Sorting of coltan ore, DRC
    Sorting of coltan ore, DRC

    4. From managing risks only, to looking at generating broader positive impacts

    Recent trends have moved the responsible sourcing conversation beyond the OECD DDG’s Annex II and we are now looking at a broader set of issues (e.g. health and safety, environment, etc). But still a lot of effort by mid- and downstream companies is about managing / avoiding these risks and negative impacts. Only a few are also looking at where there are opportunities to create positive impacts. In the future, companies should look to gear their supplier codes of conduct and benchmarks towards favouring suppliers who can show positive improvements. Thinking around what these could be is already out there, in some of the newer standards and the conversation about mining’s contribution to the SDGs, which may involve impacts around: Local procurement, local recruitment, skills development, local SME development, living wages and worker’s rights, renewables use, recycling and circularity, ecological restoration and regeneration etc. Looking at it in this way, with ASM’s large impact on local economic development, including ASM suppliers may become a choice more downstream companies are willing to make.

    5. From ‘western’ conversations to global efforts

    There is sometimes a lingering accusation that the responsible sourcing agenda is mainly driven by so-called ‘Western’ Governments as well as larger downstream companies in ‘West’.

    This is problematic because:

    1. it makes it easier for certain actors to decry the agenda as ‘neocolonial’,
    2. it hides the fact that not only the majority of the upstream but also a large part of the mid-stream segments and actors are located outside ‘Western’ markets (and standards and benchmarks are sometimes developed without involving representatives from these geographies), and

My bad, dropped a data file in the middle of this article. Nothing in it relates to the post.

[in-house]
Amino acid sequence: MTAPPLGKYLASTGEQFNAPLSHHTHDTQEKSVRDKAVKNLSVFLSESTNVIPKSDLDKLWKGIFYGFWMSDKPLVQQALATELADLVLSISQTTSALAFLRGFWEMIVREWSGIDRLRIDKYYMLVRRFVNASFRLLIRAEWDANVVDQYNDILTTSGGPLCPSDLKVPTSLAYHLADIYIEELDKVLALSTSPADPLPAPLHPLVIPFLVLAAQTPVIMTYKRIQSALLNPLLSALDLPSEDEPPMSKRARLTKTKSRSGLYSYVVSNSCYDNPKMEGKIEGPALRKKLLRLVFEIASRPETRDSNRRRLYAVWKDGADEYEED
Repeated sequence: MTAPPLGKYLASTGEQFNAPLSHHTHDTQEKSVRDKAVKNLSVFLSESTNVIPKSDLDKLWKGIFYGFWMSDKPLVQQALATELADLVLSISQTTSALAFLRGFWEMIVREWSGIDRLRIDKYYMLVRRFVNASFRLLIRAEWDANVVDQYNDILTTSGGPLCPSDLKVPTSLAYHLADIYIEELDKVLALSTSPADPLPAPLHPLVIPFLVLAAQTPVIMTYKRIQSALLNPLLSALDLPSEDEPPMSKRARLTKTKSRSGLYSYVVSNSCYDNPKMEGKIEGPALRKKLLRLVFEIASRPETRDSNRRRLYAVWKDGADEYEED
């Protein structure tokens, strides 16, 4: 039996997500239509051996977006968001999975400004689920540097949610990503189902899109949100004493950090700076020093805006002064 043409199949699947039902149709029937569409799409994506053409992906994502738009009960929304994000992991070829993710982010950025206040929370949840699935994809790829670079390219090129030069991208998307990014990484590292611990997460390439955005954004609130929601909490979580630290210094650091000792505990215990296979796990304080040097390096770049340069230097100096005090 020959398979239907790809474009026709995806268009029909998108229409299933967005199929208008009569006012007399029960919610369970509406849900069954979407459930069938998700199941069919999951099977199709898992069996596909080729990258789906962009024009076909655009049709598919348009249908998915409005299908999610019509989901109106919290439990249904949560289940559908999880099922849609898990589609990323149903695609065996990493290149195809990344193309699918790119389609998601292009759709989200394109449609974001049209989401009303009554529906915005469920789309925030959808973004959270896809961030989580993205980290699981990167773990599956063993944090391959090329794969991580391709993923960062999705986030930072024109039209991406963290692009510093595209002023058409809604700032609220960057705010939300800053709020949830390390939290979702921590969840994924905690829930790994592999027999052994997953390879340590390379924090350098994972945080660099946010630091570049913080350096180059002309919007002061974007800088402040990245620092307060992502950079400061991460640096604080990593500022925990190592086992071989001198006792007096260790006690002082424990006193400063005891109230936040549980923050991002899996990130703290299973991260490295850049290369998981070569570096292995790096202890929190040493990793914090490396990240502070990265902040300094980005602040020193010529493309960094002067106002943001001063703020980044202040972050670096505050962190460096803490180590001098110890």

3. producers, including ASM, already have markets ‘elsewhere’, thus there is an onus to show what they get out of coming into ‘responsible’ chains. Therefore, we need to ensure that this becomes a global effort, and that other markets, economies and countries participate.

    6. From isolated issues and sub-sectors to looking at the big picture

    There has been a lot of focus on cobalt as a mineral (at least in the battery and automotive space), on ASM as a sub-sector, and on child labour as an issue. While this may help prioritise and serve to satisfy pressure from advocacy groups or tick-box compliance, it may miss the point in the longer term. We need to recognise that there are structural, systemic causes that perpetuate issues such as child labour and a range of other risks, and that there is a need to tackle the root causes (which is only possible if also Governments and others do their part, as mentioned previously). We also need to start thinking beyond the advocacy agenda to other crucial minerals, sub-sectors and issues, such as for example the environmental impacts of nickel mining, water consumption in lithium mining, violence and human rights abuses happening at the hand of security forces around large scale mines, etc, to name just a few.

    No one company can do this alone. Collaboration will be key. We are going in the right direction, but there is still much to be done.